If you're interested in learning more about amendment campaigns, visit the United for the People website and the following pages.

If you want to show your support for the DISCLOSE Act, visit the "We Want the DISCLOSE Act" website where they are collecting signatures. Over 87,000 people have signed their petition.

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  • umabird

    Also important is the “corporations are not people” campaigns, which have wider implications than just campaign finance issues. 

    I also think  that we need a multi-pronged strategy aimed at creating public distaste for politicians who take bribes in the guise of campaign contributions. Let’s have  a PSA campaign, with ribbons, buttons and all, that equates such acceptance of private monies with bribery and corruption. This, together with establishing public financing for campaigns and encouraging grassroots support within political parties, should go a long way. Do not underestimate the disgust that many of us, the party organizers and activists, feel at the state of our politics!

  • Mamorg

    It’s sad that we have to work to rid ourselves of what the Supreme Court should never have made possible in the first place.  Shame on them — and ourselves for allowing those men to be place on the Court in the first place!

  • Geoff Badenoch

    There were people before there were corporations.  Indeed, people created corporations. People created the governments that regulate corporations.  Any time judges recognize there is an equivalence between the people and their creations, something has slipped in jurisprudence.  The political rights of corporations must ALWAYS be secondary to the political rights of natural persons.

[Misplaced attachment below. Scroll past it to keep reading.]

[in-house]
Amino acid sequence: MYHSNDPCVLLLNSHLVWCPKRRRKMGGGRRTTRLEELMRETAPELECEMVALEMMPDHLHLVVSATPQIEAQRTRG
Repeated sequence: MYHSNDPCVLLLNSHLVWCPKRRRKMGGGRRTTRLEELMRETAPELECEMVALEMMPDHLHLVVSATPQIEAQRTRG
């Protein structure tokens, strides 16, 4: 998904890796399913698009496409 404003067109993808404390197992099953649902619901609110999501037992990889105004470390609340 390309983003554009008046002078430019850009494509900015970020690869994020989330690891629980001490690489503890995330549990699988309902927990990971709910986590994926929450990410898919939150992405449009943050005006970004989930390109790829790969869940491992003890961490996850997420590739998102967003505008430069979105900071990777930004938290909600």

How hard is that? 

  • Audley D Gaston

     It goes way, way beyond ‘sad’.  Its like SCOTUS has declared war on Democracy!  Where the ‘shame’ comes in is that Mssrs  Scalia, Roberts, Alito, et al are running around gloating like some kind of High-School ball-team who just won a championship game.  Of course, you’re absolutely correct to point the finger of blame at voters who have been voting Republican for the last 30 years or so!

  • Michael Holmes

    It’s very hard when you’re the direct or indirect beneficiary of corporate money. Frankly, the supreme court should either be an elected position or have a term limit.

  • Strawman411

     I agree with your first sentence and half of the second.  But the thought of justices electioneering for office has me recoiling in horror.

    Much has been written about the legalized bribery of lawyer/contributors buying influence by funding the candidacies of lower-court judges before whom they will be appearing.

    I suspect we agree on the farce of corporations being people, but please spare us the agonies of another hugely corrupt process like, you know, the election campaigns we already have?  :-)

  • John Vargas

    Constitutional Amendments are hard to achieve and require a constitutional convention, an easier remedy is a full disclosure law so we can at least know where the message is coming from.